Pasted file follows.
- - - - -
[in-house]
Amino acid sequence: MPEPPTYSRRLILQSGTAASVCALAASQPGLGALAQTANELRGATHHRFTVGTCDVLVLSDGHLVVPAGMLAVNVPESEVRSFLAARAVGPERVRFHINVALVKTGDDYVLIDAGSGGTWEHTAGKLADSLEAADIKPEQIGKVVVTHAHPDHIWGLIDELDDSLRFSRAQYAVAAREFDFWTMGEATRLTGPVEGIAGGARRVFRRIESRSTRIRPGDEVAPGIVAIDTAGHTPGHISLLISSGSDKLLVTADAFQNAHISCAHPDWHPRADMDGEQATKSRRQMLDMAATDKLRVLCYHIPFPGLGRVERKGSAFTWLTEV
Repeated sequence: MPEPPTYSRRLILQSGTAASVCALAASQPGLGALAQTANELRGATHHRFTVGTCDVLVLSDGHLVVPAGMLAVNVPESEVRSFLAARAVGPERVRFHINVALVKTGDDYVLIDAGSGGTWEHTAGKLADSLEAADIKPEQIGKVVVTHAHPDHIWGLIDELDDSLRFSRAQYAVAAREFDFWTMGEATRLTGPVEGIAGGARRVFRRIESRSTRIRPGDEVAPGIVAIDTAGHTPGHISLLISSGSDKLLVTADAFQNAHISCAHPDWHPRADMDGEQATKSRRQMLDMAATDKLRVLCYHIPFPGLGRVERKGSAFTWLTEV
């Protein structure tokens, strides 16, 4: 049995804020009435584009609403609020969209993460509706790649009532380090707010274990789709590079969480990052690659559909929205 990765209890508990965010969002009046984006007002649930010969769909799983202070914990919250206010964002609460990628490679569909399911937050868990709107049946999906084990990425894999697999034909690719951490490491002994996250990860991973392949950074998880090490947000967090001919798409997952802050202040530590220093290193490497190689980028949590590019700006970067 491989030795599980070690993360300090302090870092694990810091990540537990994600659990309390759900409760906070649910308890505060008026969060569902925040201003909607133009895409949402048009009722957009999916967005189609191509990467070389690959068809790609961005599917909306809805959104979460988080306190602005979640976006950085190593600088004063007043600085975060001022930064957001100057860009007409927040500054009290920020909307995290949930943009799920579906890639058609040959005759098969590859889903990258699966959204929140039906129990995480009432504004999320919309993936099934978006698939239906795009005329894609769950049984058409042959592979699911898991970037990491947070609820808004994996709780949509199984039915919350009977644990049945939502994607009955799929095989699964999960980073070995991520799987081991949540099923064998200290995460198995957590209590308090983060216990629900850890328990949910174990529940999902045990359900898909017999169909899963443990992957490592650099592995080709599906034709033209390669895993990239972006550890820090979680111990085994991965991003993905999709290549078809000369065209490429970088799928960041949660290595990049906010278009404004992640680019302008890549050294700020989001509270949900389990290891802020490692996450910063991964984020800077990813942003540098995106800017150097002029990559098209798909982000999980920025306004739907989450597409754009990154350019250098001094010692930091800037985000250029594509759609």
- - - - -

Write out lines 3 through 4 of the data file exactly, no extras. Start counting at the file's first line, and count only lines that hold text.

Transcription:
Repeated sequence: MPEPPTYSRRLILQSGTAASVCALAASQPGLGALAQTANELRGATHHRFTVGTCDVLVLSDGHLVVPAGMLAVNVPESEVRSFLAARAVGPERVRFHINVALVKTGDDYVLIDAGSGGTWEHTAGKLADSLEAADIKPEQIGKVVVTHAHPDHIWGLIDELDDSLRFSRAQYAVAAREFDFWTMGEATRLTGPVEGIAGGARRVFRRIESRSTRIRPGDEVAPGIVAIDTAGHTPGHISLLISSGSDKLLVTADAFQNAHISCAHPDWHPRADMDGEQATKSRRQMLDMAATDKLRVLCYHIPFPGLGRVERKGSAFTWLTEV
């Protein structure tokens, strides 16, 4: 049995804020009435584009609403609020969209993460509706790649009532380090707010274990789709590079969480990052690659559909929205 990765209890508990965010969002009046984006007002649930010969769909799983202070914990919250206010964002609460990628490679569909399911937050868990709107049946999906084990990425894999697999034909690719951490490491002994996250990860991973392949950074998880090490947000967090001919798409997952802050202040530590220093290193490497190689980028949590590019700006970067 491989030795599980070690993360300090302090870092694990810091990540537990994600659990309390759900409760906070649910308890505060008026969060569902925040201003909607133009895409949402048009009722957009999916967005189609191509990467070389690959068809790609961005599917909306809805959104979460988080306190602005979640976006950085190593600088004063007043600085975060001022930064957001100057860009007409927040500054009290920020909307995290949930943009799920579906890639058609040959005759098969590859889903990258699966959204929140039906129990995480009432504004999320919309993936099934978006698939239906795009005329894609769950049984058409042959592979699911898991970037990491947070609820808004994996709780949509199984039915919350009977644990049945939502994607009955799929095989699964999960980073070995991520799987081991949540099923064998200290995460198995957590209590308090983060216990629900850890328990949910174990529940999902045990359900898909017999169909899963443990992957490592650099592995080709599906034709033209390669895993990239972006550890820090979680111990085994991965991003993905999709290549078809000369065209490429970088799928960041949660290595990049906010278009404004992640680019302008890549050294700020989001509270949900389990290891802020490692996450910063991964984020800077990813942003540098995106800017150097002029990559098209798909982000999980920025306004739907989450597409754009990154350019250098001094010692930091800037985000250029594509759609």